I don’t often review audiobooks on Linda’s Book Bag but I am partial to a children’s story so when I was asked if I’d like to listen to Horatio and the Fear of Dying I readily agreed – not least because I seem to have lost so many precious people of late, including my wonderful Dad.
Horatio and the Fear of Dying is a Kickstart project and you can find out more here.
Horatio and the Fear of Dying
Once upon a time… a brave boy named Horatio challenged and conquered Death, dawning everlasting life over his Kingdom. But as life and death are in love, one without the other became joyless. Soon, Horatio must mend the cycle he has broken.
Horatio And The Fear Of Dying was inspired by Jim Henson’s 1997 TV adaptation of the famous 1850s Russian Folktale, The Soldier And Death.
My Review of Horatio and The Fear of Dying
Horatio is so worried about dying that he doesn’t enjoy life as much as his sister Rosemary.
Firstly, I want to say how well I felt the music reflected the various events and characters. Happy Rosemary’s pieces are so much lighter than fearful Horatio’s.
Horatio and the Fear of Dying is a really great way to explore and discuss death with children in a non-threatening way. The story has all the characteristics of a traditional fairy story with a mysterious woman, eternal sleep and a magic crystal so that it fits into the conventions children will feel comfortable with.
As an English person, it took me a couple of minutes to attune to the American accent of the narrator but the quality of the story was such that I was soon engaged with the narrative and forgot about the voice telling it to me. I thought the vocabulary was extremely well chosen as there were enough unfamiliar of more challenging words to add a layer of mystery for children without undermining their ability to understand the story.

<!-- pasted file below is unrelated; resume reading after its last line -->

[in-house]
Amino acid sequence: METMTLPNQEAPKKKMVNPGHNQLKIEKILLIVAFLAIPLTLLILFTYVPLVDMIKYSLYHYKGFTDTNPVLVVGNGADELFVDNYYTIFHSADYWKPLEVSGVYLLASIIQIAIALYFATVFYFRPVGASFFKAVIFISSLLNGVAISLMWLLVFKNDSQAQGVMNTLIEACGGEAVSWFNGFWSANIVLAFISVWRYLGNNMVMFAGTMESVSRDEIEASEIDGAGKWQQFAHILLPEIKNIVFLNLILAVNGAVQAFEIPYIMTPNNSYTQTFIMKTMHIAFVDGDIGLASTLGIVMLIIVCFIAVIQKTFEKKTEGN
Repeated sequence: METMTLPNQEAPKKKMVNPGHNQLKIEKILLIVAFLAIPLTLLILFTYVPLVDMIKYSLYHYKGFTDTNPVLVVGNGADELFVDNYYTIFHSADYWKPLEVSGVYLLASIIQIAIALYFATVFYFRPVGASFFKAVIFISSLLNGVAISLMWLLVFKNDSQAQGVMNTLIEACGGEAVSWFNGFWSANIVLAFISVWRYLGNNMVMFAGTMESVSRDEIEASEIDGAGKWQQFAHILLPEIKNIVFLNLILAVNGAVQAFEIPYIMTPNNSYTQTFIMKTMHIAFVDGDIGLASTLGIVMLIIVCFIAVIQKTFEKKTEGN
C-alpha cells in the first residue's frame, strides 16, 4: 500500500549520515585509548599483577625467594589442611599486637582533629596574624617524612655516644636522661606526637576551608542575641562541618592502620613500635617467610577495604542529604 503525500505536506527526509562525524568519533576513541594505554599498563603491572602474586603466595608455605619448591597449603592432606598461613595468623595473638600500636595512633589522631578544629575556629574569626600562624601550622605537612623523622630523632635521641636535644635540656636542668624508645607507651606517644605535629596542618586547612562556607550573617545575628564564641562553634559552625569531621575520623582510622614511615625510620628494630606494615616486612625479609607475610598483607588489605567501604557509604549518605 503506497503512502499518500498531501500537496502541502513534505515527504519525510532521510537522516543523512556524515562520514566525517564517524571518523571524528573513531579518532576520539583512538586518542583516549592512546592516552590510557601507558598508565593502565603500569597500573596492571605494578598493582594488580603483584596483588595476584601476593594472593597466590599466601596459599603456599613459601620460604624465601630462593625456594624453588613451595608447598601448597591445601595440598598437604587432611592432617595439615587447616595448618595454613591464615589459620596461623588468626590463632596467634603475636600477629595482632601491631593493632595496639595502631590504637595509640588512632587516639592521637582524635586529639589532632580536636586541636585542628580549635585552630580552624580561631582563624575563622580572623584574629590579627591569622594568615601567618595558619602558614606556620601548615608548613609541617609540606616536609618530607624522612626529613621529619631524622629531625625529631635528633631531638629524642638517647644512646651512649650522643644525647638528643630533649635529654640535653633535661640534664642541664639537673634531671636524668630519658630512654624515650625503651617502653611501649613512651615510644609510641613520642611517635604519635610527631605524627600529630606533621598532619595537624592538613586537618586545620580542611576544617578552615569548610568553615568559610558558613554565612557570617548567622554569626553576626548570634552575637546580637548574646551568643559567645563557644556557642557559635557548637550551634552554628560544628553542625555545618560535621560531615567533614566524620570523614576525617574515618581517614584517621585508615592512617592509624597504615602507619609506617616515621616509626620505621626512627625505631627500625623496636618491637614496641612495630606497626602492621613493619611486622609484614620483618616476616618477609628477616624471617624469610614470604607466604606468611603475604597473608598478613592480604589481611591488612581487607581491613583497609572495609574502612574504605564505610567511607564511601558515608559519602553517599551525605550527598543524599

However, what is most deserving of praise is the tackling of a subject – death – that children can begin to become obsessed by. Through listening to this story in a safe environment with a protective adult a child can ask questions and be reassured so that death is not a taboo and fearful subject. I think that is an admirable approach.
About J.D Oldenburg
J.D. Oldenburg (Jose Diaz-Oldenburg) grew up with an unusually intense fear of death. He didn’t suffer trauma or family member’s death in his early youth, yet as a little kid he often sat with his parents to ask concerned questions about the subject. Conversations about death took place almost every evening. Some nights he understood, some nights he feared.
At the early age of nine, he confronted his anxiety by penning a short tale titled “La Muerte de la Muerte” or, Death of Death. A short story inspired by Jim Henson’s 1997 adaptation of an old Russian Folktale called The Soldier and Death.
In early 2015, La Muerte de la Muerte showed up hidden between old books in the family library and a new idea was born. Horatio and The Fear of Dying would come to life.
Armed with a bachelor’s degree in film, a couple of highly encouraging rejection letters, and seven years of experience in film production and advertising, J.D. felt compelled to bypass traditional publishing and retain full control of the final product. He built his creative team through persistence, trial and error, and craigslist ads. After locking the right artists, they embarked on an almost three-year process to the final creation released now.
J.D. hopes the book will help kids all over the world ease this universal fear and gain a strengthened sense of adventure about life.
J.D. Oldenburg lives in Los Angeles, California.